In our first round of audio quality testing (see previous article), Allion used precision test instruments to measure the sound quality of a high-quality PC motherboard. The primary goal was to compare the audio performance with different capacitor types. We used standard audio test criteria commonly applied to laptops, limited testing to the audible frequency range (20 Hz-20 KHz), and only tested the most common audio sampling rates (44K and 48k). However, the test results for the first round of testing were uninformative, since the audio quality measurements were nearly identical for both types of capacitors (solid and electrolytic).
For our second round of audio quality testing, Allion used a digital audio source file with a sampling rate of 192 KHz. This source file could (theoretically) reach an audio frequency of 90 KHz, but the test instrument (Audio Precision SYS-2722) restricted us to an upper limit of 80 KHz. Since we were now focused on frequencies beyond the range of human hearing, we disregarded the 40 KHz AES-17 frequency limit. Based on this logic, we created a new sweep audio file that could reach an audio frequency of 80 KHz and set the bandwidth to 80 KHz. For this round of audio quality testing, we also focused on audio distortion and frequency response. We kept the original load test of 10 kW and 320 W. We also added a 32 W test, since this is the specification for most of earphones.
Figure 1：Relaxed bandwidth restrictions include ultra-high audio frequencies
1. Total Harmonic Distortion Amplitude plus Noise vs 80K Frequency
(THD+N performance in 80 KHz)
In the first set of test results above, where the loading was set to 10kW with an extended audio frequency range (up to 80 KHz), the overall distortion was concentrated in the 20-24 KHz frequency range. However, since the overall distortion was less than -75 dB, the performance was still great. For the second set of test results, where loading was set to just 32 W, the overall distortion was about -70 dB. This occurred because the 32 W loading lowered the input voltage. The other factor that influenced this distortion result is that the reference value was lower but the ambient noise remained the same. Using Microsoft’s loading test standards as a reference, a 20 Hz signal corresponds with -55 dB of distortion, while we measured distortion of only -70 dB, which is well below the -55 dB limit.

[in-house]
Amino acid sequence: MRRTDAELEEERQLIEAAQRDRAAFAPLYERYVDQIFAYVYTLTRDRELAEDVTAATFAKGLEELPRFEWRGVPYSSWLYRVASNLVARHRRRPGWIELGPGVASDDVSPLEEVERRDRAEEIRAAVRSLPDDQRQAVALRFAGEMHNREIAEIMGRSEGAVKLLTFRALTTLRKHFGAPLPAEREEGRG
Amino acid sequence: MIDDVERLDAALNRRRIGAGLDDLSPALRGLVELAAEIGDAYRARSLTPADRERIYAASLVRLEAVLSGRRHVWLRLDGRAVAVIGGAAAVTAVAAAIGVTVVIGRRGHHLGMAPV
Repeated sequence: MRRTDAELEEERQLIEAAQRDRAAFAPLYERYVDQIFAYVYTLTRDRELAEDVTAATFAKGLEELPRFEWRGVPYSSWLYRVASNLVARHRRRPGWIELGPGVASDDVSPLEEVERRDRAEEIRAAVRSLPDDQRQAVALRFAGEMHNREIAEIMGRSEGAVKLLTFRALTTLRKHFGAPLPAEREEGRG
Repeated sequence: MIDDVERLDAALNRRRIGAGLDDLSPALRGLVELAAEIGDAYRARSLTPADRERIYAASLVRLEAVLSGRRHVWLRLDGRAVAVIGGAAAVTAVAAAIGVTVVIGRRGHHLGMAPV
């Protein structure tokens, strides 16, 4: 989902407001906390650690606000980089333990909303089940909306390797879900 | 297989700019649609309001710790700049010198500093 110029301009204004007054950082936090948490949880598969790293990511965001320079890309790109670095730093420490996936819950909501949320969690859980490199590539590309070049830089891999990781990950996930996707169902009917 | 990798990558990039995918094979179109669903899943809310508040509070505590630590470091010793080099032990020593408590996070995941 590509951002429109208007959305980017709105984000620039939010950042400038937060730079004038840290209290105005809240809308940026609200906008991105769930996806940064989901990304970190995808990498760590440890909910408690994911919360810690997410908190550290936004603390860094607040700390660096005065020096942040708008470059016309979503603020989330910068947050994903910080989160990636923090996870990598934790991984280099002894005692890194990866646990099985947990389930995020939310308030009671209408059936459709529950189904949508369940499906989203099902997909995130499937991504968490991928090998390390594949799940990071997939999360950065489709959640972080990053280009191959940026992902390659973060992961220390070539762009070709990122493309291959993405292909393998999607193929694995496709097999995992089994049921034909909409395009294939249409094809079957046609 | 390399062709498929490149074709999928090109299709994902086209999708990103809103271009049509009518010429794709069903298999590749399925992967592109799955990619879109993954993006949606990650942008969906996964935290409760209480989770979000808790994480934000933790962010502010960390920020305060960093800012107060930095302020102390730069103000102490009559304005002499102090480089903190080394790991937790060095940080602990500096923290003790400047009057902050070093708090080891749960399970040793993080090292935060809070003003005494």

The results were also symmetrical for both types of capacitors, which points to similar audio performance in extended frequency ranges.
2. 80 KHz Frequency Response
The 80 KHz Frequency Response test results above show that when the loading is set to 10 kW with an extended audio frequency range (up to 80 KHz), both high and low frequency attenuation cutoff areas were less than 1 dB. This means that with our ultra-high frequency audio source file there was very little frequency attenuation.
When the loading was set to 32 W, the low frequency attenuation was reduced more. However, using the 20 Hz standard of, the frequency attenuation cutoff was still less than 3 dB. Therefore, there was not much difference between these two capacitors.
In our testing thus far, the sound quality of the motherboard does not seem to be affected by the type of capacitor installed. In other words, electrolytic and solid capacitors perform equally well. In the first round of testing we confirmed this in the audible frequency ranges (20 Hz – 20 KHz) and in the second round of testing this was confirmed in ultra-high (<80 KHz) and ultra-low (< 20 Hz) frequencies as well.
Despite the equivocal test results from these first two rounds of testing, our test engineers were not finished yet. They still wanted to determine the critical factors for audio quality performance. As a result, they spent even more time studying the sound environment, audio components, and electronic signals. After this thorough review, they performed the third (and final) round of audio quality testing.
Our next article explores the test results for this final round of audio quality testing.
Capacitor Products – Audio Quality Analysis (III) – Standard Testing is coming soon!